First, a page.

Since September 11, 2001, the strategy of targeted killings has become more and more widespread internationally, in the name of the War on Terror. But the question of their legality is controversial. The widening of targets is turning this tactic into a specific way of waging war.
Almost immediately after Al Qaeda attacked American soil on September 11, 2001, the United States promised it would hit its enemies wherever they were in the name of the “war” on terror. Paris did the same thing in Mali in 2013, still as part of the fight against armed Jihadists. Then, after the November 23, 2015 attacks in Paris and Saint Denis, France drew up its own list of “high value targets”, as investigative journalist Vincent Nouzille reveals in his new book Erreurs fatales (“Fatal Errors”). The journalist claims that between 2013 and 2016, some 40 targets abroad were executed by the French army and special forces, but also by the US army using information supplied by France. “France is applying the law of vengeance,” writes Nouzille. “This `licence to kill` sometimes looks like cold revenge and extrajudicial executions.”
Legal or illegal?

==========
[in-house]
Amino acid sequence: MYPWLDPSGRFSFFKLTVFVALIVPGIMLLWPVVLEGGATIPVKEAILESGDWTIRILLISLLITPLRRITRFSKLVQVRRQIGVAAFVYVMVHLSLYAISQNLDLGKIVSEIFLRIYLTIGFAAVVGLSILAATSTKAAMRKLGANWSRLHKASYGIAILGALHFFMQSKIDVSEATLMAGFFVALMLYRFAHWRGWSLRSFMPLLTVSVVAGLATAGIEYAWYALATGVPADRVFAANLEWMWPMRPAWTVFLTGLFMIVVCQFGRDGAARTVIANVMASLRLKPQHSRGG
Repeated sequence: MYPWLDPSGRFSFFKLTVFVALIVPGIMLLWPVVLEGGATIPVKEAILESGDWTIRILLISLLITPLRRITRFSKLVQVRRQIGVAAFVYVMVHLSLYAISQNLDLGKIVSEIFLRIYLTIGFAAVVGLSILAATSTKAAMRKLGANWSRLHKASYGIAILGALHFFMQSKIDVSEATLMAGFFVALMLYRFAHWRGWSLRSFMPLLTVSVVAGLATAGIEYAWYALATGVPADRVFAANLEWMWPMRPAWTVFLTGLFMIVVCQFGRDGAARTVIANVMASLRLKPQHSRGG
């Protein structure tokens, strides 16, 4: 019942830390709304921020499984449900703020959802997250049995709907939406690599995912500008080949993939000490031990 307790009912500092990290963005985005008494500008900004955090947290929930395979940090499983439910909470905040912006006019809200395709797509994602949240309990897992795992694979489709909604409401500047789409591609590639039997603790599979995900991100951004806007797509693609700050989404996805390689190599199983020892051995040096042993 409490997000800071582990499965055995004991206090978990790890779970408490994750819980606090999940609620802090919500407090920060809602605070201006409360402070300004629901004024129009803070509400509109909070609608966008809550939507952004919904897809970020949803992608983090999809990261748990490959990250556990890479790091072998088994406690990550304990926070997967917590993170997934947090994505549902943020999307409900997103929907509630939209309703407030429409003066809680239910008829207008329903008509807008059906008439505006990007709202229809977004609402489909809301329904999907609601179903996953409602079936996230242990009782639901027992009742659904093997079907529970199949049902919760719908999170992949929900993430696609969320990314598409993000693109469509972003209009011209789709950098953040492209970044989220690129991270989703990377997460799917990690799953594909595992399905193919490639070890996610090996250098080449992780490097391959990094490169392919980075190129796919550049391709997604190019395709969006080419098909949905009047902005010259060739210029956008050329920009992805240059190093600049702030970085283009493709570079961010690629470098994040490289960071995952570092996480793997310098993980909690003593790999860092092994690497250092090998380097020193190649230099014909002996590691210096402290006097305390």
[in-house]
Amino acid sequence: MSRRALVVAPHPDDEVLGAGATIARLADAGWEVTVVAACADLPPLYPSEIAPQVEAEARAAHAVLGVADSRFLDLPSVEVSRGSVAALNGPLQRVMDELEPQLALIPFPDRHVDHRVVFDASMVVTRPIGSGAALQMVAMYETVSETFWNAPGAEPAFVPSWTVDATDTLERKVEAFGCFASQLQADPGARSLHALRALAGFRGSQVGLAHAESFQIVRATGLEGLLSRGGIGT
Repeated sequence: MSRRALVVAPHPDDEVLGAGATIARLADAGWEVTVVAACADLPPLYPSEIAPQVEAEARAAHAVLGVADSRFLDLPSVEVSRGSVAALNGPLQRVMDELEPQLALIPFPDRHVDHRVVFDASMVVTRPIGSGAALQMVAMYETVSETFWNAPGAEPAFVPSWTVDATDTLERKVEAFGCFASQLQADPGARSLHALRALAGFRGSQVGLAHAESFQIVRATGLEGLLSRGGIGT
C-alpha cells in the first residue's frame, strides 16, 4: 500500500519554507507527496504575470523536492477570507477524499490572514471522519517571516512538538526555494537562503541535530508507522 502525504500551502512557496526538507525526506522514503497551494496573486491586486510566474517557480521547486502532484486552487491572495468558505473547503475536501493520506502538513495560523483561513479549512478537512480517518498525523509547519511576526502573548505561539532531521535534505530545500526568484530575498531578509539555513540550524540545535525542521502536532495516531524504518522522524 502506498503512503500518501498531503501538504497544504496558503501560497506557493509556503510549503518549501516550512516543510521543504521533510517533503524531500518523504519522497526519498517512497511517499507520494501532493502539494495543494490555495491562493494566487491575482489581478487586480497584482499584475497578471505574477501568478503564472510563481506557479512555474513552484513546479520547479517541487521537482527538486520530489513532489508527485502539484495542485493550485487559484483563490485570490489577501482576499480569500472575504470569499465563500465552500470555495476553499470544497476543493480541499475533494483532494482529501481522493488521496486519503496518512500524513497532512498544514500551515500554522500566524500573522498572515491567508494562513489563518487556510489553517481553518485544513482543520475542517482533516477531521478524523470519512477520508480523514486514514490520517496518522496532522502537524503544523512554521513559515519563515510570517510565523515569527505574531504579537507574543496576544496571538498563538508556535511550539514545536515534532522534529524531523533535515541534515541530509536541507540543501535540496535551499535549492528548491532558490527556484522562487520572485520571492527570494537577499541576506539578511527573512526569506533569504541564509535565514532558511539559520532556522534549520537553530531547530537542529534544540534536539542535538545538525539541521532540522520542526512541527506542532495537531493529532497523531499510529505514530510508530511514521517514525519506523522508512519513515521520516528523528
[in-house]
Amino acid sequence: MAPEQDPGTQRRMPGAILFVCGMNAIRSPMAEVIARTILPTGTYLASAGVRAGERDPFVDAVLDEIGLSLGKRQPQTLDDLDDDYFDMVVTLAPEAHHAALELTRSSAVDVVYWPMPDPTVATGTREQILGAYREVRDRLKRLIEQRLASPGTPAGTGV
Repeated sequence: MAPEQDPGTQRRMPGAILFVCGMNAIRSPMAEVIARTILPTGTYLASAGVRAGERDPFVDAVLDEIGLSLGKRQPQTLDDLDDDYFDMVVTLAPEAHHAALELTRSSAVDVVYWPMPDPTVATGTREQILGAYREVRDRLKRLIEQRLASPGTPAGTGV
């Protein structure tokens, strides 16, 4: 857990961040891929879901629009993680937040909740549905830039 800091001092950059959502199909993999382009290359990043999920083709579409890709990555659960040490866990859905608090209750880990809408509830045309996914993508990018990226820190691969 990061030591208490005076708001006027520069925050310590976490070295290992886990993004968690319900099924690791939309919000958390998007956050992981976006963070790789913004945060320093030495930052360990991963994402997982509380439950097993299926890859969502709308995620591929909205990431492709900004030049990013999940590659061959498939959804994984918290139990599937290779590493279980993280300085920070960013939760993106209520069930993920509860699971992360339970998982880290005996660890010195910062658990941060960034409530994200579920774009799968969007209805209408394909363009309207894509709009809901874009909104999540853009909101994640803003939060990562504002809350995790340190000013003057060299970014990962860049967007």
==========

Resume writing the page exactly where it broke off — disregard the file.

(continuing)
International law does not ban targeted attacks, but defines a precise framework. Their legality can only be determined on a case by case basis. First, it is forbidden to attack on foreign soil without the authorization of the State concerned, except in the case of an imminent threat. In early December 2016, Mohamed Zouari, a Tunisian engineer specialized in drones, was killed in front of his home in Sfax. This killing, which was attributed by the Palestinian Hamas movement to Israeli secret services and by Tunis to a foreign force, provoked outrage in Tunisian society with claims that national sovereignty had been violated. The tactic of targeted assassinations was used in the early 2000s by Israel, notably in the West Bank and Gaza. But France’s targeted killings in Mali and Iraq – carried out after requests for intervention from these countries – are not considered illegal, provided they respected certain conditions. In the case of an armed conflict, they must target combatants, or, if it is civilians they must be directly involved in the hostilities. Such killings are also required to be proportional, and steps must be taken to minimize harm to civilians. There has so far been no investigation into whether these conditions were met. The case of Syria is even more controversial. Acting without a UN mandate and without authorization from Damascus, France has eliminated French Jihadists fighting for Islamic State in Syria, saying it is “legitimate defence” allowed under the United Nations Charter. But in international law, targeted execution is only legal if it is necessary to protect human lives. It cannot be an act of revenge or punishment. The aim must be to protect lives, not inflict death. In Syria, France should have demonstrated that an attack was “under way” or “imminent” and that there was no other way to avert the threat. It has not done this.